My sons started the first grade this year... and that makes me feel older than my 39 years.
First grade was a significant grade for me and it led directly to this blog you are currently reading and everything Sully Baseball.
Let me explain.
When I was in nursery school and kindergarten, I watched baseball with my parents and my grandfather and our wonderful neighbor/baby sitter/member of the family Mrs. Bianchi.
And I also liked baseball cards. But all I was interested in was seeing all the different teams a player played on. I called it the "Year Club." (That's what it said on top of the card. Year. Club. So naturally it was the Year Club.)
But I didn't know who was a good player (unless they were a Kellogg's 3D Super Star!)
All of that changed in the first grade.
I went to the Country School in Weston Massachusetts for First Grade. My teacher was Mrs. Bresciani.
The first day of school in September of 1978 I was blissfully unaware of the massacre that the Yankees were giving the Red Sox. I hadn't understood how the playoffs worked and I wasn't following the day to day events of a baseball team.
Instead I was sitting in a classroom where Mrs. Bresciani asked us to draw something we did during our summer vacation.
My aunt Mary and uncle Marty had taken my brother and me to Yankee Stadium that year and it made quite an impression on me.
So a 6 year old Sully drew Yankee Stadium as best as I could.
Mrs. Bresciani saw the drawing and asked me if I liked baseball. I said I did.
I also liked Star Wars, Batman and Sid and Marty Kroftt shows.
Mrs. Bresciani told me that her husband worked for the Red Sox. I wondered if he was a player.
Instead I found out he was the statistician for the Red Sox.
So all throughout first grade, I learned how to spell, add, subtract and reading comprehension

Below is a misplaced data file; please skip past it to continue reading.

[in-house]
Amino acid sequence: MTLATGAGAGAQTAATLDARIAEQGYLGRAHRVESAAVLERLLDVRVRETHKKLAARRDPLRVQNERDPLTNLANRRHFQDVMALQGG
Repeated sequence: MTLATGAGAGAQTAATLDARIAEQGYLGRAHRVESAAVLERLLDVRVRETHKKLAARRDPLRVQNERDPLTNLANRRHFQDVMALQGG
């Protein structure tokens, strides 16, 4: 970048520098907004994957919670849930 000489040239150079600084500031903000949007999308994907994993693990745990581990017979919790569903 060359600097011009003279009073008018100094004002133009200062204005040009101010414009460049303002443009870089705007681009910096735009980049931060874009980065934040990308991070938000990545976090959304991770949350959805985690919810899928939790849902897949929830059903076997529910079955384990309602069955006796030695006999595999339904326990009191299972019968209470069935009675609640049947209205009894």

But I also learned what all of those numbers on the back of the baseball card meant.
I would ask what an RBI was. What a save was. Why some pitchers get a win and others don't. Why do some pitchers start and some don't.
I even learned what batting average and ERA were (even if the division was a little over my head.)
I knew if you batted .300 or more you were really good.
I know if your ERA was under 3.50 you were really good.
So all of those baseball cards stopped being pictures of players and the key to understanding their value to a team.
Mrs. Bresciani taught me how to keep score and I would sometimes bring a piece of paper and a pencil out to recess and keep score of a kick ball game.
At Halloween, she brought in Jerry Remy's uniform for us to see. It was like seeing the Shroud of Turin.
And when the 1979 season began, I REALLY followed baseball. Day in and day out I read the box scores and checked the standings. The Red Sox were good that year but no match for the Baltimore Orioles.
I knew all the players. I knew who was doing well. Who was hurt. And in 1979 there was Carl Yastrzemski's chase for 3,000 hits and 400 homers.
My favorite player was Butch Hobson. But I crowned him my favorite player before Mrs. Bresciani taught me about stats. I made Butch my favorite because I liked the name Butch.
In 1979 I understood that Jim Rice and Fred Lynn were better players.
The seed was planted in the first grade. And from that seed did an obsessive compulsive tree grow!
So as MY boys start their first grade voyage, I am continuing mine to this day.
Dick Bresciani is now the Vice President of Publications and Archives with the Red Sox and often appears on TV talking about Sox history.
If you are still out there, Mrs. Bresciani, thanks for teaching me what an RBI is.
And be thankful I wasn't asking "What is the difference between OPS+, VORP and WAR?"